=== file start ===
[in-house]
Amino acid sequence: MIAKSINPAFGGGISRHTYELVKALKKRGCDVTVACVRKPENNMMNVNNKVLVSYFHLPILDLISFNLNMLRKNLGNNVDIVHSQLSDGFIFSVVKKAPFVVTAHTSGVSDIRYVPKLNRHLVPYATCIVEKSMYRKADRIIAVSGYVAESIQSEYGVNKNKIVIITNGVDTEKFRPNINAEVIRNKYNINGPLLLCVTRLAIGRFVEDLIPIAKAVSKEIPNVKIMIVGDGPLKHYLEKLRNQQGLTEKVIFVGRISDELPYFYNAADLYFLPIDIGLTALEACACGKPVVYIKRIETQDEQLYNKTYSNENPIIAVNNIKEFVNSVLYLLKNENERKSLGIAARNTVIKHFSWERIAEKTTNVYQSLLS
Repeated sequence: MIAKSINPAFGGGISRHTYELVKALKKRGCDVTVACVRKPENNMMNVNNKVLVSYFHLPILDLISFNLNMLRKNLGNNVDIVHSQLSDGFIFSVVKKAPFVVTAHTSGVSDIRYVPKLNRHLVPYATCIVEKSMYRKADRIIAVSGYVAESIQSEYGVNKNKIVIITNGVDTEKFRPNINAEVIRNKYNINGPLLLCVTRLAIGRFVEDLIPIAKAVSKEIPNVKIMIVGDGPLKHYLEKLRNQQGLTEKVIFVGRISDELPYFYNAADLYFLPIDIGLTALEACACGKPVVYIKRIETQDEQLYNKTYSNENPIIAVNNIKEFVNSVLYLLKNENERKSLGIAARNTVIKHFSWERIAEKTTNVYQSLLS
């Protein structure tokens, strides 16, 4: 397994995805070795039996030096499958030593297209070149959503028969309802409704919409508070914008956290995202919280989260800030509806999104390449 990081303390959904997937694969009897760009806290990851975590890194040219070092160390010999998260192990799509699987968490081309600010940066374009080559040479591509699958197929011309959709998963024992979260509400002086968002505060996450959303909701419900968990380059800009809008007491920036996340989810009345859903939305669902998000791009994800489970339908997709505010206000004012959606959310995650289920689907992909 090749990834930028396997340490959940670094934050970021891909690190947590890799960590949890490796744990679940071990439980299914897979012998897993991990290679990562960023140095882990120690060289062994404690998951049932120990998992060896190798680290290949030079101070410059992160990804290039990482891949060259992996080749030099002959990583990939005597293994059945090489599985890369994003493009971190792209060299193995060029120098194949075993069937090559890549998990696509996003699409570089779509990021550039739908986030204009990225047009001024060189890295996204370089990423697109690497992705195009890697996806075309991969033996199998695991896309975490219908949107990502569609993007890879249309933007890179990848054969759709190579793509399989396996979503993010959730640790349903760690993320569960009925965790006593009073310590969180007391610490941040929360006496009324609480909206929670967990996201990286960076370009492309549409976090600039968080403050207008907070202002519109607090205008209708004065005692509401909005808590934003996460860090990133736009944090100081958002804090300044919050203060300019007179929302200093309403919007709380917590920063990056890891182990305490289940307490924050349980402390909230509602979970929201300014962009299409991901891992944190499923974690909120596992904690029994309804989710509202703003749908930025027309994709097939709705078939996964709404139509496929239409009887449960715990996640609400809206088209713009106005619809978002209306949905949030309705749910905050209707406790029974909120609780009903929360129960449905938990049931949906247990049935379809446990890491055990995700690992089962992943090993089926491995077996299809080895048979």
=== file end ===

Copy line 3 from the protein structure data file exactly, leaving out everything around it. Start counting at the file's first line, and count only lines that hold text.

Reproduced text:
Repeated sequence: MIAKSINPAFGGGISRHTYELVKALKKRGCDVTVACVRKPENNMMNVNNKVLVSYFHLPILDLISFNLNMLRKNLGNNVDIVHSQLSDGFIFSVVKKAPFVVTAHTSGVSDIRYVPKLNRHLVPYATCIVEKSMYRKADRIIAVSGYVAESIQSEYGVNKNKIVIITNGVDTEKFRPNINAEVIRNKYNINGPLLLCVTRLAIGRFVEDLIPIAKAVSKEIPNVKIMIVGDGPLKHYLEKLRNQQGLTEKVIFVGRISDELPYFYNAADLYFLPIDIGLTALEACACGKPVVYIKRIETQDEQLYNKTYSNENPIIAVNNIKEFVNSVLYLLKNENERKSLGIAARNTVIKHFSWERIAEKTTNVYQSLLS